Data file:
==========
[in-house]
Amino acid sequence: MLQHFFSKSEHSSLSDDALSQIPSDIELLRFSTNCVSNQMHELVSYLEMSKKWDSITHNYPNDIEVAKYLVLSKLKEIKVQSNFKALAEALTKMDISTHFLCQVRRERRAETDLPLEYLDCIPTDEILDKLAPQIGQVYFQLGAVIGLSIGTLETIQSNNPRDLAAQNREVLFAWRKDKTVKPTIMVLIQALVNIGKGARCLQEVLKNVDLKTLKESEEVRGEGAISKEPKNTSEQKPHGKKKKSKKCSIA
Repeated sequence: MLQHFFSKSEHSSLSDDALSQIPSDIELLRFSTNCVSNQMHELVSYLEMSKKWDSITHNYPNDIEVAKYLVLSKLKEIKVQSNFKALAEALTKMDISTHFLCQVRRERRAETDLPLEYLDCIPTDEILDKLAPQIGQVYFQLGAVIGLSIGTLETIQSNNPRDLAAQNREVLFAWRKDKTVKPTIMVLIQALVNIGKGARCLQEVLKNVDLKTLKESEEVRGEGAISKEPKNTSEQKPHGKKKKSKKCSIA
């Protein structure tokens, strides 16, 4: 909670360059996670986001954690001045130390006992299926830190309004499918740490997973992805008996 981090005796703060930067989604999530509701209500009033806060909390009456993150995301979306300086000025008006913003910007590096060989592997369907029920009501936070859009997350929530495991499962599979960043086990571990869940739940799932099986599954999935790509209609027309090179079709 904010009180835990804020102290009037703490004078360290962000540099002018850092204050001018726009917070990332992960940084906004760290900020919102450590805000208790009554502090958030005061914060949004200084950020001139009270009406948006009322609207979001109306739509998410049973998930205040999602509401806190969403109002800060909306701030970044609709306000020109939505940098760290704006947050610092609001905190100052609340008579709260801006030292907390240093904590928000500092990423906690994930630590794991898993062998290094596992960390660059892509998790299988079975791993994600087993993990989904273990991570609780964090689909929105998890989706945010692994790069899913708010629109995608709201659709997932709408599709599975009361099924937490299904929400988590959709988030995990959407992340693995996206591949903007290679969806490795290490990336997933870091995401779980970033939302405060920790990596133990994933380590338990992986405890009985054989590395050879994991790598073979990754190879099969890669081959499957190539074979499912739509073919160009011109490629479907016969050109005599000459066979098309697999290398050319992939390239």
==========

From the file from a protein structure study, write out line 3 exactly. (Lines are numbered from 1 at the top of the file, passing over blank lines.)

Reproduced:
Repeated sequence: MLQHFFSKSEHSSLSDDALSQIPSDIELLRFSTNCVSNQMHELVSYLEMSKKWDSITHNYPNDIEVAKYLVLSKLKEIKVQSNFKALAEALTKMDISTHFLCQVRRERRAETDLPLEYLDCIPTDEILDKLAPQIGQVYFQLGAVIGLSIGTLETIQSNNPRDLAAQNREVLFAWRKDKTVKPTIMVLIQALVNIGKGARCLQEVLKNVDLKTLKESEEVRGEGAISKEPKNTSEQKPHGKKKKSKKCSIA